After S’Arto left for Japan, Janice worked with Simon Mathys for a while before ending up at Nora Gray, where she stayed for a year.
Pasta making at Nora Gray
At Nora Gray, her love for pasta blossomed: “I fell into a pasta rabbit hole, and bam! It changed my life. I made pasta for everything: the pasta station, the entremetier and all the sides for the main courses. There were vegan dishes and pastas. They used very good products. It was very difficult. I had no training, there was a lot of work and I didn’t have time to learn. The chef at the time, Tony Rinaldo, was also really cool. (He has now opened a pizzeria in Halifax). We were a great team: both in the dining room and in the kitchen. It left a strong impression on me. I realized that it was possible to work really hard and have a lot of fun. And I learned that I was able to adapt very well to very strong personalities, as I understood what they needed and made sure it worked.”
“I was extremely grateful for the opportunity to learn from Emma Cardarelli. When I came to Nora, I threw out everything I knew and tried to learn everything her way. When you work for a chef, the last thing he or she wants to hear is that the chef you worked with before didn’t do it that way. Who cares? You have to be able to adapt to different ways of working. You shut up, and you say yes, chef.” (Laughs).
Janice also enjoyed being around so many women in the kitchen. “It was a really cool new experience, I loved it.”
Here & there
Next, Janice met up with S’Arto at the Balnea spa. “That was really cool. It was a good example of being able to adapt to anything. We had a microwave and an induction cooker. There was nothing. We had a circulator and we mostly did a pantry menu. We adapted and improved: we had a smoker, a green-egg, etc.” However, after a year, Janice felt too far from the city and decided to leave, and S’Arto followed suit.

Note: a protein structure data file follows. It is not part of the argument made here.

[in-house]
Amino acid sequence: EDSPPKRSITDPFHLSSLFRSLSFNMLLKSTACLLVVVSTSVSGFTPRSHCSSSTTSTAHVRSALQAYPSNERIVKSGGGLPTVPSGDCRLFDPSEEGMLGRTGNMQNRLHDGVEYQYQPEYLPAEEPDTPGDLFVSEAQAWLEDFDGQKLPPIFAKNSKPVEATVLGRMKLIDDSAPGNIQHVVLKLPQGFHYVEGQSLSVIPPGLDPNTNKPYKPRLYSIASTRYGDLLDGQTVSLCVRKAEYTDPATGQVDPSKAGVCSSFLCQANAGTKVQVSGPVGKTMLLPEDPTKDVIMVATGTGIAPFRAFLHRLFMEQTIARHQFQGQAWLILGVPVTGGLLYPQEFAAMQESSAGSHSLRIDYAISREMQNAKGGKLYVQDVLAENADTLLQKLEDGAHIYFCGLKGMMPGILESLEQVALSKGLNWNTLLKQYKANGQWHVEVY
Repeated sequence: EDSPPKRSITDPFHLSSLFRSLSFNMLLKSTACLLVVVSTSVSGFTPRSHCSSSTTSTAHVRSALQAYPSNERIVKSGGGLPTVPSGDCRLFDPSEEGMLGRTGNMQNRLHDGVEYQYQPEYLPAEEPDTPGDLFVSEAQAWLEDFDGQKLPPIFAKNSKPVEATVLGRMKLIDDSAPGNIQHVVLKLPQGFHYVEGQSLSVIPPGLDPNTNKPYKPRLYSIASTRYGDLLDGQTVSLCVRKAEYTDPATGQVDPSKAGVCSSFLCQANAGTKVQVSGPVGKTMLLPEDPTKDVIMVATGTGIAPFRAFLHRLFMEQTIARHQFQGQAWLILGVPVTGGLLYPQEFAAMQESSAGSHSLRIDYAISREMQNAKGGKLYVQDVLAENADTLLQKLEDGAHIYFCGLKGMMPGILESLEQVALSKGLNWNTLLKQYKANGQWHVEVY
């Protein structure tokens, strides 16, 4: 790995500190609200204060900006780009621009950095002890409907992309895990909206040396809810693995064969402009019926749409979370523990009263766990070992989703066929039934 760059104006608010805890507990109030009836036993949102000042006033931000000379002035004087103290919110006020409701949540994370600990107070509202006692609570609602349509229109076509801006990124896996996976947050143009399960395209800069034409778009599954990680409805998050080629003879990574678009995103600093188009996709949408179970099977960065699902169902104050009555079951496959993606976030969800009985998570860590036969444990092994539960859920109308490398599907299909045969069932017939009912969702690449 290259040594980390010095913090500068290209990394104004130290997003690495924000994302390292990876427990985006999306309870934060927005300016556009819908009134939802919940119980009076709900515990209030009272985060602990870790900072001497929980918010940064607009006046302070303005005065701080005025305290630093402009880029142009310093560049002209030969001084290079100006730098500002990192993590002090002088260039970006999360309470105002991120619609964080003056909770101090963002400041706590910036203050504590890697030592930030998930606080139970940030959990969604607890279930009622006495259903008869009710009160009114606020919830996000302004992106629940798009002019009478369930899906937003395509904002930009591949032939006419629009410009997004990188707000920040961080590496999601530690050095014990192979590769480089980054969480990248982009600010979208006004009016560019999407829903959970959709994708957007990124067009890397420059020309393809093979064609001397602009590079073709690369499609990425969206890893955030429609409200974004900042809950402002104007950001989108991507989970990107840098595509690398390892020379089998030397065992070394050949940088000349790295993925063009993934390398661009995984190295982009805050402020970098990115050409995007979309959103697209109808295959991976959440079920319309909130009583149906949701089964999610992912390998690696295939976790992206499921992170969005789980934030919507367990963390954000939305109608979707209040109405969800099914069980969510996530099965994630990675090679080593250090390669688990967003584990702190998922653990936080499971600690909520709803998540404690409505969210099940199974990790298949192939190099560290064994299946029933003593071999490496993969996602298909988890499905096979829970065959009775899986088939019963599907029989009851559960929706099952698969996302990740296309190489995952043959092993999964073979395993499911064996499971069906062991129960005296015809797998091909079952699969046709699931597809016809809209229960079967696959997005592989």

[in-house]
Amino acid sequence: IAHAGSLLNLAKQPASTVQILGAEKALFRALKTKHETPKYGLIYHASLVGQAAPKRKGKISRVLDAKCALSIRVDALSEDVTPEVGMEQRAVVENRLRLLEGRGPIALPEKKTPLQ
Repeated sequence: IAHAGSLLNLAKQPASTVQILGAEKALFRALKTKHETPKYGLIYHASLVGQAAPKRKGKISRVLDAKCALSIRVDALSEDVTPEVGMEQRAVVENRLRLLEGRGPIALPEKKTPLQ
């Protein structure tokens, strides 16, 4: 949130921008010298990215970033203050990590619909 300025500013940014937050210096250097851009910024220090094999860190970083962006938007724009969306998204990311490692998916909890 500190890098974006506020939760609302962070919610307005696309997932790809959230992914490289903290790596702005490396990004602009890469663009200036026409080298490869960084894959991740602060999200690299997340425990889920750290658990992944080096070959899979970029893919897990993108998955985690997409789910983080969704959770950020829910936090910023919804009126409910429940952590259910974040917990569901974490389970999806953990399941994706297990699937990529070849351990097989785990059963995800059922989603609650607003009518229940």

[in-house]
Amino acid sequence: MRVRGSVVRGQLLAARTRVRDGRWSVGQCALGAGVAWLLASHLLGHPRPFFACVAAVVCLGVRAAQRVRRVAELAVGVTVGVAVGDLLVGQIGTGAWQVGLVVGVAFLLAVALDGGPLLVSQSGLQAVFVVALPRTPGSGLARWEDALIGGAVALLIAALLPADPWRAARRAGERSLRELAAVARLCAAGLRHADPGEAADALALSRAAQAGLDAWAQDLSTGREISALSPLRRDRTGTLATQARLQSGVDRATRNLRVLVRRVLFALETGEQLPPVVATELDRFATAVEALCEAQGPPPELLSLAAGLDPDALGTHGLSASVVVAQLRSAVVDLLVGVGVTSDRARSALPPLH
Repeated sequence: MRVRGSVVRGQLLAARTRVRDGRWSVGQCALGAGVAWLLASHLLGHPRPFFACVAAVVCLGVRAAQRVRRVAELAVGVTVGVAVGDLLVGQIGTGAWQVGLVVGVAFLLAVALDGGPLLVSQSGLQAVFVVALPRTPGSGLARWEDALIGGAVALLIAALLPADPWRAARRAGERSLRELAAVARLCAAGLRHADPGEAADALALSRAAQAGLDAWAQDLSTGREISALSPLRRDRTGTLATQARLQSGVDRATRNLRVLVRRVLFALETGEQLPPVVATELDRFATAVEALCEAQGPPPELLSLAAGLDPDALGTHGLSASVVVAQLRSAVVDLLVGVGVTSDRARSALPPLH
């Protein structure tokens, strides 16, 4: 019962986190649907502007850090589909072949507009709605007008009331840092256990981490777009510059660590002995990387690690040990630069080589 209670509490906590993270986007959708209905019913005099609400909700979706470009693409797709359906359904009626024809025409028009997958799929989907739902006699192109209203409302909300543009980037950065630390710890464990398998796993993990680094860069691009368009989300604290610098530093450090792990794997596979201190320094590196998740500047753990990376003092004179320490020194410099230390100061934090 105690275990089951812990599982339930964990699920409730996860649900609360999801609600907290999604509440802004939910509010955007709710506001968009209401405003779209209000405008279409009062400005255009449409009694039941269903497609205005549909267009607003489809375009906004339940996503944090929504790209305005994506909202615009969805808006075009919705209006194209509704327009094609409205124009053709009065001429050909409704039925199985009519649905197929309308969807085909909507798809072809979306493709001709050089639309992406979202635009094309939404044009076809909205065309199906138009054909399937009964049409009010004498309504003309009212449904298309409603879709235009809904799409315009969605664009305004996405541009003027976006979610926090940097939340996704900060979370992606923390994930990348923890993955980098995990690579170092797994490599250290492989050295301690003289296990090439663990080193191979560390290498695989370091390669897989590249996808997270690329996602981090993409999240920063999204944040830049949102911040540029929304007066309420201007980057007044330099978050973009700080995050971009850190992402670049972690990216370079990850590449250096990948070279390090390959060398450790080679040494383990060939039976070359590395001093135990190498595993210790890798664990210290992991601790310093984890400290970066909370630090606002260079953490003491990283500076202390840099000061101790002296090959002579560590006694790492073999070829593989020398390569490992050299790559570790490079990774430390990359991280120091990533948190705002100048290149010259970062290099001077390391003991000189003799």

With S’Arto, she then moved on to Soubois and Grinder, before launching the now defunct Hvor restaurant. The project was exciting, but it quickly drifted very far from the initial mission, which left Janice very disappointed.
Since leaving Nora Gray, Ryan Gray has been asking Janice to come back and work with him, or at least to guarantee that if they open another project she will come back and work with them. “In 2017, they told me they were opening a new restaurant and I went! For the entire summer before the opening, I worked with friends, at La Récolte and Les Enfants Terribles Catering, and finally I arrived at Elena.”
Elena & Emma
At Elena, Janice was reunited with Emma, “Emma has always supported me. She always has my back. Working for someone for so long, you end up really enjoying the day-to-day and it ends up not being stressful at all. I am a stress maniac. I have learned over the years that some people make dealing with stress much more stressful than others. Being a sous chef is actually the most stressful thing, more so than being a chef, because you’re always under someone you have to please.”
Janice is now head chef at Elena; her sous chefs Lewis Miller and Mathieu Gagnon are “amazing.” “There are different types of chefs. It’s not like it was a few years ago, we’re at a turning point. It’s hard to be a chef, and it’s hard to manage the staff and all the baggage that everyone has, but the way we do it is more educational than it used to be. We have to do it more tactfully: we’re a bit of a psychologist; we have to understand the motivation behind each employee so we can coach them well.”
A team effort
The owners of Elena — Ryan Gray, Marley Sniatowski and Emma Cardarelli — leave plenty of room for Janice and Ellen Eamon, the restaurant’s general manager, to take initiative. So what does this look like? “I’m taking on a challenge that I’ve always been very afraid of. It’s awesome. I love being able to build something, give the restaurant an identity. It’s so satisfying, I genuinely fuckin’ love it! It’s my first time being a chef, and it’s been amazing. The restaurant is fun, and everyone is really nice. And what’s cool is taking a step back and understanding the bigger picture: how the kitchen and the dining room work, the front of the house, the management, and we’re all working together to make it work.”
What is your favourite thing about being a chef? “Everything is the way you want it. Everything is to your taste. You have an idea of a menu, and then people are ordering it. It is like a drug. I’m like, wow! It’s the most satisfying feeling. It makes me extremely happy.”
While Janice may be modest, her cooking leaves no one indifferent. Her talent for Italian cuisine is undeniable, and her exceptional kindness only adds to her charm. We’ve been saying this for years, but this is just the beginning of this chef’s journey.
Written by Sophie Monkman
Photography by Alison Slattery